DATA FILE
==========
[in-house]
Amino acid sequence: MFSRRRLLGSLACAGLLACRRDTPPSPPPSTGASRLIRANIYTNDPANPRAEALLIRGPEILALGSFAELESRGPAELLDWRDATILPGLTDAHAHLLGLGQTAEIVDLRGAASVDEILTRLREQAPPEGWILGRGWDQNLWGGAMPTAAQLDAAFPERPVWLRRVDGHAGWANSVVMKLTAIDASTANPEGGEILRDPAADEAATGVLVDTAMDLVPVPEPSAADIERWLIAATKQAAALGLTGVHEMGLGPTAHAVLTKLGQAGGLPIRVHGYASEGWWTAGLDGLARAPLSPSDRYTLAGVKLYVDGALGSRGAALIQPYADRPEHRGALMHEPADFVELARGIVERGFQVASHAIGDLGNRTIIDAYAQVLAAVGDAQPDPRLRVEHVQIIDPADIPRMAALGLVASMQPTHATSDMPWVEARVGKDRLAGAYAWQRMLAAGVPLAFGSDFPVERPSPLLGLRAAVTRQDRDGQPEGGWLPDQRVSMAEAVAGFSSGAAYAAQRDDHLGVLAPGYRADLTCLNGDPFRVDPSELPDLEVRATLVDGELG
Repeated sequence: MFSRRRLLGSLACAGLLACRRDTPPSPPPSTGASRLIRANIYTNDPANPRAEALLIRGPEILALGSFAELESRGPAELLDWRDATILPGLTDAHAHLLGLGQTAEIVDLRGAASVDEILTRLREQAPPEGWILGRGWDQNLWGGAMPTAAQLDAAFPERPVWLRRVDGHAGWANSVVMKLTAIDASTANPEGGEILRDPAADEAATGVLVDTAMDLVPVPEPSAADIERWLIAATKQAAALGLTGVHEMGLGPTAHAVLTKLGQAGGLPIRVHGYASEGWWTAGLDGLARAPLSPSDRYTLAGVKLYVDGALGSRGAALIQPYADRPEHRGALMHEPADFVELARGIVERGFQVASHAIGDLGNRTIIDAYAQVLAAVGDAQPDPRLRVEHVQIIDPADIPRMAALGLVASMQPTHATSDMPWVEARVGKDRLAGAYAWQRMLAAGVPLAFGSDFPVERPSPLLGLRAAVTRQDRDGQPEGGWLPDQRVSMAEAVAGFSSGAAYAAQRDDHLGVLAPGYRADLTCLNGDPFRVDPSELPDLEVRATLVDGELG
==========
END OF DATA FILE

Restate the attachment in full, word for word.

[in-house]
Amino acid sequence: MFSRRRLLGSLACAGLLACRRDTPPSPPPSTGASRLIRANIYTNDPANPRAEALLIRGPEILALGSFAELESRGPAELLDWRDATILPGLTDAHAHLLGLGQTAEIVDLRGAASVDEILTRLREQAPPEGWILGRGWDQNLWGGAMPTAAQLDAAFPERPVWLRRVDGHAGWANSVVMKLTAIDASTANPEGGEILRDPAADEAATGVLVDTAMDLVPVPEPSAADIERWLIAATKQAAALGLTGVHEMGLGPTAHAVLTKLGQAGGLPIRVHGYASEGWWTAGLDGLARAPLSPSDRYTLAGVKLYVDGALGSRGAALIQPYADRPEHRGALMHEPADFVELARGIVERGFQVASHAIGDLGNRTIIDAYAQVLAAVGDAQPDPRLRVEHVQIIDPADIPRMAALGLVASMQPTHATSDMPWVEARVGKDRLAGAYAWQRMLAAGVPLAFGSDFPVERPSPLLGLRAAVTRQDRDGQPEGGWLPDQRVSMAEAVAGFSSGAAYAAQRDDHLGVLAPGYRADLTCLNGDPFRVDPSELPDLEVRATLVDGELG
Repeated sequence: MFSRRRLLGSLACAGLLACRRDTPPSPPPSTGASRLIRANIYTNDPANPRAEALLIRGPEILALGSFAELESRGPAELLDWRDATILPGLTDAHAHLLGLGQTAEIVDLRGAASVDEILTRLREQAPPEGWILGRGWDQNLWGGAMPTAAQLDAAFPERPVWLRRVDGHAGWANSVVMKLTAIDASTANPEGGEILRDPAADEAATGVLVDTAMDLVPVPEPSAADIERWLIAATKQAAALGLTGVHEMGLGPTAHAVLTKLGQAGGLPIRVHGYASEGWWTAGLDGLARAPLSPSDRYTLAGVKLYVDGALGSRGAALIQPYADRPEHRGALMHEPADFVELARGIVERGFQVASHAIGDLGNRTIIDAYAQVLAAVGDAQPDPRLRVEHVQIIDPADIPRMAALGLVASMQPTHATSDMPWVEARVGKDRLAGAYAWQRMLAAGVPLAFGSDFPVERPSPLLGLRAAVTRQDRDGQPEGGWLPDQRVSMAEAVAGFSSGAAYAAQRDDHLGVLAPGYRADLTCLNGDPFRVDPSELPDLEVRATLVDGELG